Google has released the Project Ara Module Developers Kit (MDK) and we are just a few days away from Google’s first ever Ara Developers’ Conference to be held from 15th April to 16th April in Mountain View, California.
As we all know, Project Ara is a platform for creating modular smartphones. Users will be able to populate an endoskeleton, the structural frame and network backbone of the device, and populate it with modules, the building blocks that make up the vast majority of the phone’s functionality and features.
Since modules are interchangeable, a user has the freedom to design exactly the phone they want and continue to customize the phone over time by replacing modules.
Ara’s success is predicated on a rich, vibrant, and diverse ecosystem of modules from a myriad of developers. Users would be able to select modules from an online marketplace using a Configurator that facilitates user choice and curates the configuration process to ensure that the selection of modules provides the expected system-level functionality.
The newly released MDK documentation covers guidelines for designing Project Ara smartphones, describing different valid module and their dimensions, internal construction, layout for power pads etc. Google provides the skeleton for three main sizes i.e. mini, medium and large. Large skeletons will be able to accommodate more Ara modules as compared to the mini and medium.
Modules are the building blocks of an Ara phone. These are the physical components that implement various phone functions.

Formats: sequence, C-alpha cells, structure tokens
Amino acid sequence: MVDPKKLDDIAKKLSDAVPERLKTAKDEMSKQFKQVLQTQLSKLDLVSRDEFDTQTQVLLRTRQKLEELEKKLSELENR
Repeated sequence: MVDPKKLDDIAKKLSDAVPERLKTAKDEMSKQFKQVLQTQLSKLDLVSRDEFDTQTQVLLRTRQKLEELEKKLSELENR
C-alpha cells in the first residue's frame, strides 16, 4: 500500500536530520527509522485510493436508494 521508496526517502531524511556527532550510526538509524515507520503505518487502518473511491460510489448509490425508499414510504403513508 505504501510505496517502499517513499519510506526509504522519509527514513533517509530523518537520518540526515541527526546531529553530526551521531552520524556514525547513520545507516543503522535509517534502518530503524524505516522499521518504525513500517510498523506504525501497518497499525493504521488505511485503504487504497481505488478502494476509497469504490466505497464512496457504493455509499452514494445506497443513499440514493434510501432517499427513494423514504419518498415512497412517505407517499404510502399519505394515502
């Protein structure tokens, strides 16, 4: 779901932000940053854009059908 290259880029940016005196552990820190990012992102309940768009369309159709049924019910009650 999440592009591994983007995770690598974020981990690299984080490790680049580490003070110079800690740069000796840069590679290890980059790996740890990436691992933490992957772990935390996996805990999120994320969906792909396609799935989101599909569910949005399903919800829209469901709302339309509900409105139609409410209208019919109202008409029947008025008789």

There are currently two major classes of these modules:
Front modules, which make up the front of the phone and generally provide user interaction or interface afordance such as the display, speaker, microphone, etc., and rear modules, which provide the bulk of the phone’s back-end (non-user facing) functionality. Front modules reach across the entire width of a particular endoskeleton frame.
Rear modules, which come in three standard sizes (1×1, 1×2, and 2×2) and can fit into multiple frame sizes.
Users will be able to choose different setups i.e. touchscreen-only setups, as well as options with physical QWERTY keyboard, or even a number pad.
In order to ensure uniformity in Ara device’s basic functionality, the MDK provides guidelines for the most common modules such as processors, display units, batteries, Wi-Fi chips, etc. They cover even the physical appearance and measures of the modules.
It’s a great news for tech-savvy smartphone fans and we are all thrilled and excited to see them happen.
The Project Ara Module Developers Kit can be downloaded via this link.